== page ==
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To Win the Streaming Wars, Amazon Will Need to Take More Risks

If you’re wondering why the service spent so much money on an upcoming ‘Lord of the Rings’ series, its leaked in-house calculation method will offer a few clues

A frowny face made up of play buttons and an upside-down Amazon smile logo Getty Images/Ringer illustration

If there’s one thing that connects the three biggest streaming companies—Hulu, Amazon Prime Video, and Netflix—it’s that they like to keep their numbers to themselves. That’s why it’s always intriguing when anything leaks out, like on Wednesday, when Reuters published a report detailing Amazon’s internal viewership statistics for Prime Video. Amazon declined to comment on the findings, but the documents, which contain data from 2014 to early 2017, highlight how the company evaluates its original video content.

Amazon is far more than a streaming company, which separates it from Hulu and Netflix. Amazon’s customers are there for more than watching content: It’s a gateway for the company to get even more people hooked on streaming services to purchase items online. Still, the streaming arm of Amazon has seen better days, between the ousting of former Amazon Studios head Roy Price in light of sexual harassment allegations and the cancellation of several of the service’s critically acclaimed shows in the past few months. Reuters’s findings provide a literal by-the-numbers approach to the struggling service’s strategy.

Amazon evaluates its shows with a “cost per first stream” method, dividing a program’s marketing and production costs by the number of people who tune in to the first episode, or “first streams.” (Reuters has a handy interactive graphic that shows you how 10 Amazon Originals seasons stack up, and how the company perceives their respective value.) For example, despite the first season of alt-history drama The Man in the High Castle costing $72 million, it drew 1.15 million first streams, which amounts to an average cost of $63 dollars per subscriber. The only show more profitable of the ones featured in the Reuters graphic was Season 1 of The Grand Tour—the motorsports series featuring Top Gear alums Jeremy Clarkson, Richard Hammond, and James May—at $49 dollars per subscriber with 1.5 million first streams at a $78 million production cost.

The least profitable season by a wide margin was Good Girls Revolt’s first and only chapter, which had just 52,000 first streams, costing Amazon $1,560 per subscriber. The second-worst was Sneaky Pete, costing $959 per subscriber at a $93 million budget.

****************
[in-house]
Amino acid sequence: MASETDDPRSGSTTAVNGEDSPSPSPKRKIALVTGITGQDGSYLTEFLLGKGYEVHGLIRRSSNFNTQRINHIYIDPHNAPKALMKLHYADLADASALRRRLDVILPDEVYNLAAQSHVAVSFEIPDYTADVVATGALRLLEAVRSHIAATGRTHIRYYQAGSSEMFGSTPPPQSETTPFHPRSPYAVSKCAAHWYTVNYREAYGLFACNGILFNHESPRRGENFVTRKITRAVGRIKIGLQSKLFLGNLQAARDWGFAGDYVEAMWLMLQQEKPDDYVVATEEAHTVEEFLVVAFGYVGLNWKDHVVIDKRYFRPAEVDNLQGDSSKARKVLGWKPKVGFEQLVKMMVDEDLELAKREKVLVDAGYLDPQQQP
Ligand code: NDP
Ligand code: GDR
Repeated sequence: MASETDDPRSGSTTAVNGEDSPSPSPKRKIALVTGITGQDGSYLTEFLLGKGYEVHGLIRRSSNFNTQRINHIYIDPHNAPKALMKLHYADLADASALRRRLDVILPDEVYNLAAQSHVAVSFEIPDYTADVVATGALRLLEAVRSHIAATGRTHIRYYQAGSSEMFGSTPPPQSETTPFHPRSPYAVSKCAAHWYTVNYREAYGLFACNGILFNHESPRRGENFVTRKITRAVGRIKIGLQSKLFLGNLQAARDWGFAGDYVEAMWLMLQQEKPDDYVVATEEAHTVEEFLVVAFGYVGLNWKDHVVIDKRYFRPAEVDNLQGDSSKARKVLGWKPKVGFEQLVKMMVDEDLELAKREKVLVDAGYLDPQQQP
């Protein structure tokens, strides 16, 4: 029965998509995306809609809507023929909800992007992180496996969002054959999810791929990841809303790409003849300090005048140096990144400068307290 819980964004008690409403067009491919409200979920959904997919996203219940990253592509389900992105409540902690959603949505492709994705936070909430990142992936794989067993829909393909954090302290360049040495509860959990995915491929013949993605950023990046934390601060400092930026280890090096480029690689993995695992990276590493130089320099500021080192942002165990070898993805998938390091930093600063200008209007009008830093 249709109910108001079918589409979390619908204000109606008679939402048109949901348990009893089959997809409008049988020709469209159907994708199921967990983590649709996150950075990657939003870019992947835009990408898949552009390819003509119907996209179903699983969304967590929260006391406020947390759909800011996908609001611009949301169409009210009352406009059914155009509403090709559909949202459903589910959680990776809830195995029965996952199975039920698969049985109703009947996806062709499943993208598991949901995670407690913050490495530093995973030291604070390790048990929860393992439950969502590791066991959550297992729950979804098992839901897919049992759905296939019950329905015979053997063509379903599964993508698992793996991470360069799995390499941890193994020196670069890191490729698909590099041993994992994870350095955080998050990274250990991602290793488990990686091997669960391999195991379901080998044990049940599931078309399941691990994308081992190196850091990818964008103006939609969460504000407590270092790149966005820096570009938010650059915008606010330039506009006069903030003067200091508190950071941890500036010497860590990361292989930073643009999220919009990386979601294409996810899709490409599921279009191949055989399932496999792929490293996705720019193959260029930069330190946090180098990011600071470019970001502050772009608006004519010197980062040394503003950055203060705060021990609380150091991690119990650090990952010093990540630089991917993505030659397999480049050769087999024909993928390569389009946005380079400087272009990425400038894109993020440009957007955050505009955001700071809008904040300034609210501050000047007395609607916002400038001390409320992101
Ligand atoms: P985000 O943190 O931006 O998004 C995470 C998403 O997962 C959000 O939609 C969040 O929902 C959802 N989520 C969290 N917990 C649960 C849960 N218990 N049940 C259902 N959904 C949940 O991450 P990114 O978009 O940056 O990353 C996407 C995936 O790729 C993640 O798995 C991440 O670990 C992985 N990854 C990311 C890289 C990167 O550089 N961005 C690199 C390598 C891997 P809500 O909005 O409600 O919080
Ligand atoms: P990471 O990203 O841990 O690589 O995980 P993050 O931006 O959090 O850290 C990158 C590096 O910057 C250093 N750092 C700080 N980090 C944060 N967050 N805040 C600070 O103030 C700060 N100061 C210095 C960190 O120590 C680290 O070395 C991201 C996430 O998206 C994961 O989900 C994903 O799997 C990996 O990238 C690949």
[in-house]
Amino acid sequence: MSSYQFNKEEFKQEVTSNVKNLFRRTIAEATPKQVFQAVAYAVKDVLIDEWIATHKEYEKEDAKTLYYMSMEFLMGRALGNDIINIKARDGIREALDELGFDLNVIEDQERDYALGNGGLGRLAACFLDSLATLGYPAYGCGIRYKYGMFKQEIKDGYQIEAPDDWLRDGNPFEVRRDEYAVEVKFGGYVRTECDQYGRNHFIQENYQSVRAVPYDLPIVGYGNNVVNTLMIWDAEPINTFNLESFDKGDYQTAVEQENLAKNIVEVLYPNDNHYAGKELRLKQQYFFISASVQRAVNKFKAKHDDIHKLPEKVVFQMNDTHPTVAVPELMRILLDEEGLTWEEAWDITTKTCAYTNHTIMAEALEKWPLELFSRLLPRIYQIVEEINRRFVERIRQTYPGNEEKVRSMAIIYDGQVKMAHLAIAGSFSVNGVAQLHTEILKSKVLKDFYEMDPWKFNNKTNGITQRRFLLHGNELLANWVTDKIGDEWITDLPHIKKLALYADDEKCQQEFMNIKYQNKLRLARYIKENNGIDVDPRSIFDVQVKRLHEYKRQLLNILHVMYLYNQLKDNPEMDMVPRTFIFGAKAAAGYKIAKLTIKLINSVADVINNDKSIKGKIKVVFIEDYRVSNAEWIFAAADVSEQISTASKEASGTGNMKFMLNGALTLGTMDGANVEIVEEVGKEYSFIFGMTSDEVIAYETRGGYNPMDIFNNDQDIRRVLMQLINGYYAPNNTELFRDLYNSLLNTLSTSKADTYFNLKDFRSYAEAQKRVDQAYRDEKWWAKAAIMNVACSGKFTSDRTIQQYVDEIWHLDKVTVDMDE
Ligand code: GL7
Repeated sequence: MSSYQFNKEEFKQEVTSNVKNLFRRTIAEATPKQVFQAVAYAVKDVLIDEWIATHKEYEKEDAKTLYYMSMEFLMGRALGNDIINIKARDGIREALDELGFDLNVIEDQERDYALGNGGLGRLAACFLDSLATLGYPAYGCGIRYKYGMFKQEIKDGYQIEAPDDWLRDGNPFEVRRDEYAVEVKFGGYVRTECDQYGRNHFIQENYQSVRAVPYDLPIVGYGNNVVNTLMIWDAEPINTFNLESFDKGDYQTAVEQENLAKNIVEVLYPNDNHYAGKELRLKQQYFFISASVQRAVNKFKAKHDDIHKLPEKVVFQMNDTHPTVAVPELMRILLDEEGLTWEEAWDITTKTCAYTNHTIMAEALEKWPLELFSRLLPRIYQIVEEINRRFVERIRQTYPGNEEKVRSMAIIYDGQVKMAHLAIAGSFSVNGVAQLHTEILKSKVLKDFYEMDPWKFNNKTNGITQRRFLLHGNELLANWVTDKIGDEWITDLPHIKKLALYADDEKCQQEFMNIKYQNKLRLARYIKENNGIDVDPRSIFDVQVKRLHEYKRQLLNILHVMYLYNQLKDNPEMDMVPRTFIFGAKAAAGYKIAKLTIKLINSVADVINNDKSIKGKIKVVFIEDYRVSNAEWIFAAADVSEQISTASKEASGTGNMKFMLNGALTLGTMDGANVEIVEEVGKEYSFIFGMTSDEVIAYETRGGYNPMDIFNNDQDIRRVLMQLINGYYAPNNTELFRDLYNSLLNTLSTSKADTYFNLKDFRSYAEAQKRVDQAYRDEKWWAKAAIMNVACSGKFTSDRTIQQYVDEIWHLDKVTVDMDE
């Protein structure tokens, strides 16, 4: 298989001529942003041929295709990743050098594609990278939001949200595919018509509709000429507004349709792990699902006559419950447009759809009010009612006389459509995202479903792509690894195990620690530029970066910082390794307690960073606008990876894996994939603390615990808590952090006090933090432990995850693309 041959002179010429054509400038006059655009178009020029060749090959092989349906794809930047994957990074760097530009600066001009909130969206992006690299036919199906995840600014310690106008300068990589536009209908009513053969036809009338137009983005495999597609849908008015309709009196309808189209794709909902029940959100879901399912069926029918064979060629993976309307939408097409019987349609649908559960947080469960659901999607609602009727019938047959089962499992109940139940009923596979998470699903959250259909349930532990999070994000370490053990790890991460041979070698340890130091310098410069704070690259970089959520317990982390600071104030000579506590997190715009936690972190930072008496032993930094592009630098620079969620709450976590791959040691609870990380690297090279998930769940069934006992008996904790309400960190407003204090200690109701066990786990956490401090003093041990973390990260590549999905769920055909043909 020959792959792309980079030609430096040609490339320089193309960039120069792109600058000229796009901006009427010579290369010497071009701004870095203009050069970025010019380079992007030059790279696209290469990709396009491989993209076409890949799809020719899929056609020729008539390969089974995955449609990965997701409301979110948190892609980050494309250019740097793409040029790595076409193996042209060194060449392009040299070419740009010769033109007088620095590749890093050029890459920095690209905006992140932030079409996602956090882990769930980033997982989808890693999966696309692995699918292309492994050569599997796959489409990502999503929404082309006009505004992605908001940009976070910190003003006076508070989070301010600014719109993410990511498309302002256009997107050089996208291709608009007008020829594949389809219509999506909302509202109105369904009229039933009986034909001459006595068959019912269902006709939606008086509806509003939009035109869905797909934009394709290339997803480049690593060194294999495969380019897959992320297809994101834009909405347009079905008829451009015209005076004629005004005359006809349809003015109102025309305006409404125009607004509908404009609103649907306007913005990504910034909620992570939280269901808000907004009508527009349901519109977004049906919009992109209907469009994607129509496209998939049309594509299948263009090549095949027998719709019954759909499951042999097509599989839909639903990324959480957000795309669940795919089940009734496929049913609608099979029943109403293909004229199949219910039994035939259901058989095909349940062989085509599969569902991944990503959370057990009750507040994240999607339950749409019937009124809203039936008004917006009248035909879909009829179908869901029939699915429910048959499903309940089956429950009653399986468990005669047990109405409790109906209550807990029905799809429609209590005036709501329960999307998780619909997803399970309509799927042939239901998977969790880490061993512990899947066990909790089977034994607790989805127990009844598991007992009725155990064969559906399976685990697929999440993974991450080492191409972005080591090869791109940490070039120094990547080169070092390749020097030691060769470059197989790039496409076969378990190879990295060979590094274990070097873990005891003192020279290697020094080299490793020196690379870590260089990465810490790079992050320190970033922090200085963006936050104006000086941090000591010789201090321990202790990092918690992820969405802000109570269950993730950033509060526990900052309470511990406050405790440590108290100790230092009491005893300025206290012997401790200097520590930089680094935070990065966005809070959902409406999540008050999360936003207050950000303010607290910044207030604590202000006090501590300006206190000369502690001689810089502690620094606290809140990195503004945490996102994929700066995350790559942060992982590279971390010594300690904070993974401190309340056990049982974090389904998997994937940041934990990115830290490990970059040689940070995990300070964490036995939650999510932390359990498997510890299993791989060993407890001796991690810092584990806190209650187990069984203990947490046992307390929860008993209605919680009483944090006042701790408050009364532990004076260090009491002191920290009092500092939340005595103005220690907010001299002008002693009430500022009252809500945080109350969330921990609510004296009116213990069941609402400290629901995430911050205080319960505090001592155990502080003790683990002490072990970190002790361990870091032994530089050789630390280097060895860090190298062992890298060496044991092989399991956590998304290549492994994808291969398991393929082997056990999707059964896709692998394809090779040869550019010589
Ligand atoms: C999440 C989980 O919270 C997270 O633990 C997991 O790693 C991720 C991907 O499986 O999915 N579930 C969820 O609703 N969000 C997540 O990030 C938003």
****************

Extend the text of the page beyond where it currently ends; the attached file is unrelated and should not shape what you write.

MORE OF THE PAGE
In other words, there’s a method to the madness—even if Good Girls Revolt’s cancellation was met with criticism, and the optics looked even worse after Price’s resignation in October. The fact that the second-least profitable show, Sneaky Pete, just unveiled its second season this month, probably doesn’t help matters, either. If this is the Amazon Video way, however, it might explain why shows like One Mississippi and I Love Dick were also recently canceled (and met with similar backlash, as women-driven series.) But Amazon’s spate of cancellations also speaks to a larger truth about their original-content operation: Most of their shows aren’t cutting it. Only The Man in the High Castle Season 1 and The Grand Tour are costing less than $100 dollars per subscriber—and subscribers pay $99 dollars a year.

All told, the documents show that there are 26 million customers who use Amazon’s video service. It’s pennies compared with Netflix—which boasted having 94 million subscribers in the final quarter of 2017—but Amazon is far more than a streaming company. As Bezos put it in 2016: “When we win a Golden Globe, it helps us sell more shoes.”

What else would help sell shoes? An Amazon Original smash hit with killer numbers that immediately becomes a part of the zeitgeist to rival the likes of HBO’s Game of Thrones or Netflix’s Stranger Things. And that hasn’t happened yet. It’s no wonder Amazon spent a disgusting amount of money to secure the rights for a Lord of the Rings television series—which, combined with production costs for a commitment of at least two seasons, could end up costing the company as much as $500 million.

Using this calculation method, Lord of the Rings would need even more first streams to justify the high production cost. But one reason Amazon is investing so much into the series is because of its extremely valuable IP and brand recognition. You can easily make the case that more people are familiar with J.R.R. Tolkien’s novels—as well as Peter Jackson’s Oscar-winning movie trilogy—than George R.R. Martin’s A Song of Ice and Fire books, prior to Thrones first airing in 2011. There have been jokes made at Amazon’s expense that the company is going to mimic Thrones’ whole vibe—gore, dragons, nudity, et. al—but really, just plastering “Lord of the Rings TV show” should be enough to entice first-streamers, secure more international subscribers, and, yes, perhaps lock down a few more orders of Jordans.

Amazon’s strategy isn’t infallible, and its execution is even worse: The amount the company spent on Good Girls Revolt is staggering, and, in just one season, The Man in the High Castle went from being its most successful endeavor to its third-worst; suddenly, based on the numbers, the show can be deemed cancellation-worthy. However, if Amazon wants to grab a foothold in the streaming wars, it will need to take bigger risks to reach for a bigger reward. That’s just math.